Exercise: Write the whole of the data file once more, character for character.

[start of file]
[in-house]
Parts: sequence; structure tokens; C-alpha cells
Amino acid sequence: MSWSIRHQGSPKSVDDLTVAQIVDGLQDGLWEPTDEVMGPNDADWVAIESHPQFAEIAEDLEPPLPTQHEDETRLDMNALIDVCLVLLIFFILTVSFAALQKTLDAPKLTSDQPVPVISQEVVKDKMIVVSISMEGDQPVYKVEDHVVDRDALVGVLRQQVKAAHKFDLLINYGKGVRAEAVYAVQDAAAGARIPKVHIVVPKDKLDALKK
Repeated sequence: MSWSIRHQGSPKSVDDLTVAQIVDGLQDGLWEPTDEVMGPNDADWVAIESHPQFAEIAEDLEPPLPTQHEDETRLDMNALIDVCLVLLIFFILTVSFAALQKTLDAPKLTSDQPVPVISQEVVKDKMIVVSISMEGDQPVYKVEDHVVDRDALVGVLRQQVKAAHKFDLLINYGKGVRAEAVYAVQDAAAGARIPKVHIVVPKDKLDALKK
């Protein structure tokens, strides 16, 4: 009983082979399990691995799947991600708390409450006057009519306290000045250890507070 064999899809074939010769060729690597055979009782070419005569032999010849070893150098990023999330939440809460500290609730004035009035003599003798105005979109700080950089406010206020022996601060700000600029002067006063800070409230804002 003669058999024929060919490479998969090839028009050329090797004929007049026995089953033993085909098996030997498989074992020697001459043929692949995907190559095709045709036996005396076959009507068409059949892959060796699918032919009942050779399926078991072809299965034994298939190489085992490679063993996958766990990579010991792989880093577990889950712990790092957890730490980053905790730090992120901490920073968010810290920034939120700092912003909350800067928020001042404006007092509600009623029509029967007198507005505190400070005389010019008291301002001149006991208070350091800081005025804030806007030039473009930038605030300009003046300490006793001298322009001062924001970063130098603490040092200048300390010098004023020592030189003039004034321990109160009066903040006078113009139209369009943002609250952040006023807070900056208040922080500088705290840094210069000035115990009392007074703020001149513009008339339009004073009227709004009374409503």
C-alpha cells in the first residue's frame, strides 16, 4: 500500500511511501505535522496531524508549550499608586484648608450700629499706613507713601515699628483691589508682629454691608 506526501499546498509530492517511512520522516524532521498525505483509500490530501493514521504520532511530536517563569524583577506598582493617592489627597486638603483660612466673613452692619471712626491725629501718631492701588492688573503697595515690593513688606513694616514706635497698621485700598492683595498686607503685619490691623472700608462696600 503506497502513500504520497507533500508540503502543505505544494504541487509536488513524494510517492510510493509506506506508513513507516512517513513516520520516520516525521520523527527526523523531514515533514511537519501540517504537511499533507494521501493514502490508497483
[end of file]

[in-house]
Parts: sequence; structure tokens; C-alpha cells
Amino acid sequence: MSWSIRHQGSPKSVDDLTVAQIVDGLQDGLWEPTDEVMGPNDADWVAIESHPQFAEIAEDLEPPLPTQHEDETRLDMNALIDVCLVLLIFFILTVSFAALQKTLDAPKLTSDQPVPVISQEVVKDKMIVVSISMEGDQPVYKVEDHVVDRDALVGVLRQQVKAAHKFDLLINYGKGVRAEAVYAVQDAAAGARIPKVHIVVPKDKLDALKK
Repeated sequence: MSWSIRHQGSPKSVDDLTVAQIVDGLQDGLWEPTDEVMGPNDADWVAIESHPQFAEIAEDLEPPLPTQHEDETRLDMNALIDVCLVLLIFFILTVSFAALQKTLDAPKLTSDQPVPVISQEVVKDKMIVVSISMEGDQPVYKVEDHVVDRDALVGVLRQQVKAAHKFDLLINYGKGVRAEAVYAVQDAAAGARIPKVHIVVPKDKLDALKK
């Protein structure tokens, strides 16, 4: 009983082979399990691995799947991600708390409450006057009519306290000045250890507070 064999899809074939010769060729690597055979009782070419005569032999010849070893150098990023999330939440809460500290609730004035009035003599003798105005979109700080950089406010206020022996601060700000600029002067006063800070409230804002 003669058999024929060919490479998969090839028009050329090797004929007049026995089953033993085909098996030997498989074992020697001459043929692949995907190559095709045709036996005396076959009507068409059949892959060796699918032919009942050779399926078991072809299965034994298939190489085992490679063993996958766990990579010991792989880093577990889950712990790092957890730490980053905790730090992120901490920073968010810290920034939120700092912003909350800067928020001042404006007092509600009623029509029967007198507005505190400070005389010019008291301002001149006991208070350091800081005025804030806007030039473009930038605030300009003046300490006793001298322009001062924001970063130098603490040092200048300390010098004023020592030189003039004034321990109160009066903040006078113009139209369009943002609250952040006023807070900056208040922080500088705290840094210069000035115990009392007074703020001149513009008339339009004073009227709004009374409503």
C-alpha cells in the first residue's frame, strides 16, 4: 500500500511511501505535522496531524508549550499608586484648608450700629499706613507713601515699628483691589508682629454691608 506526501499546498509530492517511512520522516524532521498525505483509500490530501493514521504520532511530536517563569524583577506598582493617592489627597486638603483660612466673613452692619471712626491725629501718631492701588492688573503697595515690593513688606513694616514706635497698621485700598492683595498686607503685619490691623472700608462696600 503506497502513500504520497507533500508540503502543505505544494504541487509536488513524494510517492510510493509506506506508513513507516512517513513516520520516520516525521520523527527526523523531514515533514511537519501540517504537511499533507494521501493514502490508497483